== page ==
"The changes in the human condition are uncertain and frequent." That quote is from Alexander Hamilton, written over two hundred years ago. I'm reading the popular Hamilton book right now and took a moment to realize that change has always been the constant to the human condition. I was at a conference the other day where one of my fellow speakers showed a quote about the level of disruptive change in America that clearly sounded like it was pulled from yesterday's headlines. In fact it was from the 1950's.
So change is constant and real and something all leaders have to address. It's helpful sometimes to look up and realize nearly every person, company, industry and nation are facing some sort of change and having to figure out how to deal with it.
Like all of us, I had dealt with change before. Or so I thought. But I really knew nothing about change until I faced my accident. Instantaneously becoming an amputee and thrown into a wheelchair and a series of surgeries, treatments and therapies provided me with a new lens on dealing with change. Here are a few thoughts I'll offer up today about what I learned:
1) Quit wishing it didn't happen. Yes, easier said than done, but essential nonetheless. Wishing your competition didn't build right across the street isn't going to change anything. Wishing your patent hadn't expired isn't going to change the outcome. Make yourself accept the change that has occurred and literally shut off any "shoulda, woulda, couldas" from the past tense. Once you accept the current situation, you are liberated to move from the new set point forward. What are the future possibilities? What could be a hidden advantage in this seemingly disadvantaged situation? What has to be true to get your desired outcome? Focus your energy on the present and the future.
2) Be as resilient as a 4-year old. My kids were two and four when I lost my leg and they taught me so much about acceptance and resilience. People talk about the notion of kids being resilient but you don't hear as many explanations as to why they are resilient. I think it boils down to a pretty simple concept. They don't have any other context for how things are supposed to go so they embrace and accept what is (see point #1!). From that non-attachment vantage point, they can bounce into any new reality with grace and ease. They see things for what they are, not what they want them to be. I distinctly remember my two-year-old daughter wearing one leg warmer around the house calling it her prosthetic leg. She was in solidarity with her mama and had no clue every mom didn't get a new metal leg somewhere along the way. If you have kids in your life, ask their opinion on your issue. The answer might fascinate you. The other day I was struggling with a challenging conversation I was dreading having and my seven-year old son said to me, "just call her, tell her to stop doing x and it's done." You know that straightforward advice was actually quite useful to shut down my inner dialogue about the seventy-two points of context I thought I needed in the pre-amble to the conversation. And you know what, that critical conversation went quite well.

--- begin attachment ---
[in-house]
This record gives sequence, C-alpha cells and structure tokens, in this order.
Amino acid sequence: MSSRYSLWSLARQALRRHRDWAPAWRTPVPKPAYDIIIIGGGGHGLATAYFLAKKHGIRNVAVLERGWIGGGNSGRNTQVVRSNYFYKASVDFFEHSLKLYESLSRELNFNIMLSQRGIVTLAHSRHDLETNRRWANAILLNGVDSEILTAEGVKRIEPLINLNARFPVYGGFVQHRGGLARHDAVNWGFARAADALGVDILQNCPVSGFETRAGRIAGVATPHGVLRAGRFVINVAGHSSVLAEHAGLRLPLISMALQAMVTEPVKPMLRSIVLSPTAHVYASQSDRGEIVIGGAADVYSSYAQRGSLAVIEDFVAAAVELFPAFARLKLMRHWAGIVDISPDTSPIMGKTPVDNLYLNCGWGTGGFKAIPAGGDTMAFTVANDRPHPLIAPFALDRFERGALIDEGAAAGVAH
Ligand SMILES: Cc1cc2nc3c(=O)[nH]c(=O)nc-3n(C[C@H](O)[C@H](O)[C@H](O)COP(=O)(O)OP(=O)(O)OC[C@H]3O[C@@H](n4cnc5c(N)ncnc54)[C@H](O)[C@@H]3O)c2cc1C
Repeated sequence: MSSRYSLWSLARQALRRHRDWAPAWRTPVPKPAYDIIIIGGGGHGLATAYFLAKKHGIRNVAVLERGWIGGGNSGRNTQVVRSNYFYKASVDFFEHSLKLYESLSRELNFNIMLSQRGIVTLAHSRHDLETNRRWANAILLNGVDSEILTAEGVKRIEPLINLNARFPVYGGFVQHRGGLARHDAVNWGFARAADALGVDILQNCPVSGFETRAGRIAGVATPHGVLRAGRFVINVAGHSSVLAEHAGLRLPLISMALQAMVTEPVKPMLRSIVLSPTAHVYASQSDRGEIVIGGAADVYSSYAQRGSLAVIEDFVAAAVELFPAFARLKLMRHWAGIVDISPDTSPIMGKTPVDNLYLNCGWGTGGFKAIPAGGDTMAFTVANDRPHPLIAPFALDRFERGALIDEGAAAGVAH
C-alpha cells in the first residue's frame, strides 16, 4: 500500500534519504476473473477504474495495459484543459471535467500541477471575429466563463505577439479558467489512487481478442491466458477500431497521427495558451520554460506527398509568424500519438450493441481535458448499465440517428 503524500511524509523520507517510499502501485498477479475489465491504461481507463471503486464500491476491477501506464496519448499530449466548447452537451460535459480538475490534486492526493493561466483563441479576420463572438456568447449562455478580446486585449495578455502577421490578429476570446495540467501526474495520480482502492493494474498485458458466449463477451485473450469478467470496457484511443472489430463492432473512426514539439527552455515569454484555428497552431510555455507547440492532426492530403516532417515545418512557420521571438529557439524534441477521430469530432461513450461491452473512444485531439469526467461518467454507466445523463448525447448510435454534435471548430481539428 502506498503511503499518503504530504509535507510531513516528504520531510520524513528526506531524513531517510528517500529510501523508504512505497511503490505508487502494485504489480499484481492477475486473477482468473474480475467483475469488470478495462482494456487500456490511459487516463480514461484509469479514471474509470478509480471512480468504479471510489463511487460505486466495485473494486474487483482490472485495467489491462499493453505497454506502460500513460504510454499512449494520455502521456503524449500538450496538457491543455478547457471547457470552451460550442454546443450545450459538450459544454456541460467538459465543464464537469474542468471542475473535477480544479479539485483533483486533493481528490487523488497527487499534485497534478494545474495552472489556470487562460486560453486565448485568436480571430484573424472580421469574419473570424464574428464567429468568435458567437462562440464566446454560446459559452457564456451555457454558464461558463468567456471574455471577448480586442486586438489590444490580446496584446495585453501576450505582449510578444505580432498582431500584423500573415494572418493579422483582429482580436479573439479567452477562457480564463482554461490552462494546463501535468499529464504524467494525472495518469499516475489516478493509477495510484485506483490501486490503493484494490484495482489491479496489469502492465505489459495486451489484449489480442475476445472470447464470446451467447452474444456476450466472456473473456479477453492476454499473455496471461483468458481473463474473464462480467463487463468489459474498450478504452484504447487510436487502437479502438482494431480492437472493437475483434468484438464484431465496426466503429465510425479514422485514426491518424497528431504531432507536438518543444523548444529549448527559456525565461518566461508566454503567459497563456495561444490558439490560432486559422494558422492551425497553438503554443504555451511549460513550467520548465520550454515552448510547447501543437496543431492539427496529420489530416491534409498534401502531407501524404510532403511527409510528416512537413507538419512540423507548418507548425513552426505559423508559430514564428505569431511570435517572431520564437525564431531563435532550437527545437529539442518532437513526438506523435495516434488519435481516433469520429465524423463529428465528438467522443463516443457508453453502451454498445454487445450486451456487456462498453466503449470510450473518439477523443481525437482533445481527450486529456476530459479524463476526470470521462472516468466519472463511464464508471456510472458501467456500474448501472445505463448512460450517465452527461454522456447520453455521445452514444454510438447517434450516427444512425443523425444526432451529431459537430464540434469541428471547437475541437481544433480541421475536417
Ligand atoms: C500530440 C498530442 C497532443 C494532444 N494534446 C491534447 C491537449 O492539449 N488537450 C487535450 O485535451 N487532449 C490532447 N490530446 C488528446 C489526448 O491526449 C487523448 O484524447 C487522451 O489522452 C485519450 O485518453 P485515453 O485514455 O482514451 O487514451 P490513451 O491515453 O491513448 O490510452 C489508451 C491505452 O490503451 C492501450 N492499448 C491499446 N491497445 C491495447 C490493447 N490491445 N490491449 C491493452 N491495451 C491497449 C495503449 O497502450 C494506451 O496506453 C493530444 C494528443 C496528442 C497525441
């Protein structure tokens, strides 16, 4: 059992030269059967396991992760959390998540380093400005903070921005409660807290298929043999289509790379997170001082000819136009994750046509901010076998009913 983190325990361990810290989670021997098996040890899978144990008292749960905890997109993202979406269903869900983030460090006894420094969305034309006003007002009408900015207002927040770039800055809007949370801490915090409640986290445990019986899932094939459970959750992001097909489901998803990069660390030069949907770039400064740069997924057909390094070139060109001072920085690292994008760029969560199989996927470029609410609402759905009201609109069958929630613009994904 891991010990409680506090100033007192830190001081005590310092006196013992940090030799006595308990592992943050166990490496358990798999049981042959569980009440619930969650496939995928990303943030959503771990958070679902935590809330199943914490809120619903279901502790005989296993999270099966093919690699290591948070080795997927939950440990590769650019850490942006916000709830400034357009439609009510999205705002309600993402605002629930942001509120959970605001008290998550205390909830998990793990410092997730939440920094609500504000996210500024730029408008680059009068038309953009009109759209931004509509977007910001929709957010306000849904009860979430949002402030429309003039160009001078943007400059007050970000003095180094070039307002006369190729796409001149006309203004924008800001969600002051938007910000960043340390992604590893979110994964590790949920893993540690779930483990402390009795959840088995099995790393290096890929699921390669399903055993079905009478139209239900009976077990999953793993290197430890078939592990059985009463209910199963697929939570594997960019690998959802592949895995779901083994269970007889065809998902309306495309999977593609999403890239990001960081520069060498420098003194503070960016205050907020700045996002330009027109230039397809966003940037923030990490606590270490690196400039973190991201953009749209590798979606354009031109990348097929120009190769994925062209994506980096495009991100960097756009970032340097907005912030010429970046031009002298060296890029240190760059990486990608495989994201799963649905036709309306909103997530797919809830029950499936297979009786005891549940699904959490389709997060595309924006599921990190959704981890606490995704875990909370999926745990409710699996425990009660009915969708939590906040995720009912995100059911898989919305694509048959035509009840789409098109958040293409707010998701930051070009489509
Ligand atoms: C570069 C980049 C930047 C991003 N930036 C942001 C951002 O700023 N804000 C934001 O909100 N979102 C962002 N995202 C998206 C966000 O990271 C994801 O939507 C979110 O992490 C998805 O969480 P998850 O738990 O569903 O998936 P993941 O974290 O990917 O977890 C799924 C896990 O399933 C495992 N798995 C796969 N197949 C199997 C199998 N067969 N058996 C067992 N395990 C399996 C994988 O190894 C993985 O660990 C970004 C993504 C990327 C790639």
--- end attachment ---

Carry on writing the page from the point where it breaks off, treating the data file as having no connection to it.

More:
3) Be transparent in your struggle. I think people believe leaders, especially in formal work situations, shouldn't share their challenges. "Never let 'em see you sweat." I disagree (within reason, of course). I've found when you're honest with people about the challenges at hand, they take solace in understanding a couple of things. One: you get it. When leaders aren't transparent about issues, it often leaves others wondering if you really get what's happening. And it's concerning for people to think you might be in the dark. Two: you are acknowledging you're in this together. It's ok to not have all the answers. By sharing the challenge, you're modeling leadership is about managing through dilemmas and making the right trade-off choices. And most importantly, you're recruiting others to help.
Good luck with the change du jour this week. And just remember, change is really all about fueling forward motion if you harness it correctly.
And PS - if anyone has a hook-up to a ticket to see Hamilton on Broadway, let me know. :)